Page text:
Academic journal article Proceedings of the American Philosophical Society

Walter Leland Cronkite, Jr.: 4 November 1916 * 17 July 2009

Academic journal article Proceedings of the American Philosophical Society

Walter Leland Cronkite, Jr.: 4 November 1916 * 17 July 2009

Article excerpt

ANCHORMAN: The fastest runner on a relay team. The term was first used to describe Walter Cronkite's role in CBS' political convention coverage-when the PR department asked news producer Sig Mickelson, "What's Walter going to do?" He replied, "He is going to anchor for us."

And That's The Way It Is

If your perception of Walter Cronkite is an avuncular fellow with a pencil thin mustache and a sonorous speaking cadence of 120 words per minute (he slowed down to not lose any viewers), you are missing quite a story. The real life of Walter Cronkite recalls Winston Churchill's resolute formula for victory: "I have nothing to offer but blood, toil, tears, and sweat."

Toil and sweat were virtually all Cronkite could offer as he clawed his way up the ladder from a small-time radio station in Kansas City to the United Press International (UPI), the most dynamic posting in World War II for an ambitious young journalist. As for tears, there isn't an American old enough to watch television in 1963 who doesn't recall a loss of composure. If glider flying during a time of war was anything like Cronkite described, there was blood, too. When an interviewer asked about his "jump" with the 101st Airborne, Cronkite set the facts straight, a habit that would follow him throughout his life:

No, I glided in-a far worse way to go. I almost refused the assignment when I got up to the 101st and they told me I was going by glider instead of parachute. I just about turned around and went home. I'd seen what happened to the gliders in Normandy, and it was pretty terrible. The same thing happened in Holland.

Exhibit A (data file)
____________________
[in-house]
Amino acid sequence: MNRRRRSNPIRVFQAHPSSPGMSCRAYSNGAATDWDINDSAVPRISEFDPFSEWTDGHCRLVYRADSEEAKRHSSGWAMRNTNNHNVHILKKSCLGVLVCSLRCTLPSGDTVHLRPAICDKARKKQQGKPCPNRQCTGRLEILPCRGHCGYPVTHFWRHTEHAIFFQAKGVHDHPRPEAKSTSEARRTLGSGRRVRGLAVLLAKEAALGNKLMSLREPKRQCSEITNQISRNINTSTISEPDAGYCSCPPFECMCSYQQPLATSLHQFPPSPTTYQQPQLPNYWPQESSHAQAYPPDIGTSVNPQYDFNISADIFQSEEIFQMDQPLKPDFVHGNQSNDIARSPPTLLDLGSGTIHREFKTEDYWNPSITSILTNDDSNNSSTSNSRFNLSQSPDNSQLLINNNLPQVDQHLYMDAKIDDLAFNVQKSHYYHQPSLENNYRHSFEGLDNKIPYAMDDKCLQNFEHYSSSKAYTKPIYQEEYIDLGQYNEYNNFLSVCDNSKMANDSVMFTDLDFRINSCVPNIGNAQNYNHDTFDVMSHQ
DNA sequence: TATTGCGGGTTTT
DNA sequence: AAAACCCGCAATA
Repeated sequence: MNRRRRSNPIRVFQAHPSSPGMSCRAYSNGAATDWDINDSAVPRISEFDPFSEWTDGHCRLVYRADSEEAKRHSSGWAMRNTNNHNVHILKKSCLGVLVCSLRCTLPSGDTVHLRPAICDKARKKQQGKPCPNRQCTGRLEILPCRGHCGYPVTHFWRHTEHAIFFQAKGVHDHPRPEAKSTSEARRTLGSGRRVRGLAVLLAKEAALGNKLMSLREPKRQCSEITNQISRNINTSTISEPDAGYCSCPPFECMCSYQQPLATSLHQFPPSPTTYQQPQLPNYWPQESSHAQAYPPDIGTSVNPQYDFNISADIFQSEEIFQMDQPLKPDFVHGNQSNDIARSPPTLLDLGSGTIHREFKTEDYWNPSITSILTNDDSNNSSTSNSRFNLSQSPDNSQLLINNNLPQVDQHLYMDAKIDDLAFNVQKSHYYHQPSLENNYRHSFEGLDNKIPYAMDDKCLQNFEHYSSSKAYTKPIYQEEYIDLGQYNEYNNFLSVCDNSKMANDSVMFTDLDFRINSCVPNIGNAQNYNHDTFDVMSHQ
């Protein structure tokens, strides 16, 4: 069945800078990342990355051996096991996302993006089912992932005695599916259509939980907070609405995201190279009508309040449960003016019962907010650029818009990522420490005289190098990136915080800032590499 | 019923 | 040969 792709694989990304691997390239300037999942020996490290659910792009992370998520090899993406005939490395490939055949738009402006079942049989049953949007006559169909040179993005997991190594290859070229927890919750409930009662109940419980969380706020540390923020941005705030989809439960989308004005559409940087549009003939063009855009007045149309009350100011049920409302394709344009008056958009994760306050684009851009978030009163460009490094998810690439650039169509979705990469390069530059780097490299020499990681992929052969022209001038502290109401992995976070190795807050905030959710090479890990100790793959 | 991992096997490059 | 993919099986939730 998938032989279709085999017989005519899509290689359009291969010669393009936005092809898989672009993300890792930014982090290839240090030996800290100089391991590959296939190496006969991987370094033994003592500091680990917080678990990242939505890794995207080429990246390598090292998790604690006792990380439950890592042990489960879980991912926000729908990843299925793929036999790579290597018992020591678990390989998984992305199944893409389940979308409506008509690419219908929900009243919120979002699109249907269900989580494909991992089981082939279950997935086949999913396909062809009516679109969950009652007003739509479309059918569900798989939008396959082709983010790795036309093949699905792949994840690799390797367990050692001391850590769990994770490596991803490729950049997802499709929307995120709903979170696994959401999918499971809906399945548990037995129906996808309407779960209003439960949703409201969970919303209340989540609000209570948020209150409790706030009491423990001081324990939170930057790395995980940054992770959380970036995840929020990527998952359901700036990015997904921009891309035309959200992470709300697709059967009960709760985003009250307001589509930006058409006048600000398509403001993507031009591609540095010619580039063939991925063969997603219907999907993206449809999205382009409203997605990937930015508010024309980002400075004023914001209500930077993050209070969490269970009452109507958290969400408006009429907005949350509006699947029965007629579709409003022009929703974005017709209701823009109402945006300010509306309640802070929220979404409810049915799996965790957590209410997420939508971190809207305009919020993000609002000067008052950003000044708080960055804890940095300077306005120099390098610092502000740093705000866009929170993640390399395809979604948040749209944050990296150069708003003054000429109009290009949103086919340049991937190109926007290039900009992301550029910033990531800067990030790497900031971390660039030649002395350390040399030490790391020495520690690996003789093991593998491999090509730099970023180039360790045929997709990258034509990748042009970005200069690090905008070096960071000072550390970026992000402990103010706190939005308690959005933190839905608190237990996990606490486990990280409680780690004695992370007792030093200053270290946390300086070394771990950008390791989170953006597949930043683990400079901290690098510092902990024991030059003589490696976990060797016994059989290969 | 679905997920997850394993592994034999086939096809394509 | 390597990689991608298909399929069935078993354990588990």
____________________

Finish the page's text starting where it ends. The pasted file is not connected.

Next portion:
Historian David Halberstam called Walter Cronkite "the most significant journalist of the second half of the twentieth century" in the way one might say, "George Washington was the most significant politician of the second half of the eighteenth century." Depending on the circumstance, Cronkite could be both bigger and smaller than his reputation. "Walter Cronkite wore his mantle as the most trusted man in America exceedingly lightly. As honored as he was, he never actually believed it"as Morley Safer once said.

His dream was to anchor the CBS Evening News. Even the siren's song of the Vice Presidency couldn't tempt him (Frank Mankiewicz, political director of the McGovern 1972 presidential campaign, suggested Cronkite's name on the Democratic ticket. It didn't make it out of the smoke-filled room).

Cronkite was energized by the power and the glory of the anchor desk. Today, we would call him an action addict. Few were surprised when the plainsman from Missouri turned into a born power player once he held the reins. He wasted little time in remaking the broadcast in his image, as he related to Don Carleton of the Briscoe Center of the University of Texas (where Cronkite donated his personal and professional papers):

When I took over the CBS Evening News I wanted to be the ultimate judge of the news content. That made quite a difference to the producer Don Hewitt [later of 60 Minutes] because he had been running the show. I wanted to work differently. I suggested the title "Managing Editor." There were a lot of complaints from newspapers, "How dare a newsman on air call himself managing editor."

On 16 April 1962, Cronkite sat down in the anchor chair for the first time. He tried out a new voice, giving it a bit of Broadway and raising the decibel. It got him noticed alright. Trial and error was Cronkite's way of innovating, a practice he would repeat throughout his career. As soon as the broadcast was over, Andy Rooney (a former wartime buddy and later of 60 Minutes) sprinted over to the booth, as Cronkite recalled:

Rooney barked: "What are you trying to sell me? You broadcast like a pitchman. You're trying too hard. Calm down." And it was damned good advice.

His sign off was a Cronkitism as well:

I've always been intrigued with "irony of fate" type news stories. They usually appeared in the newspapers. …

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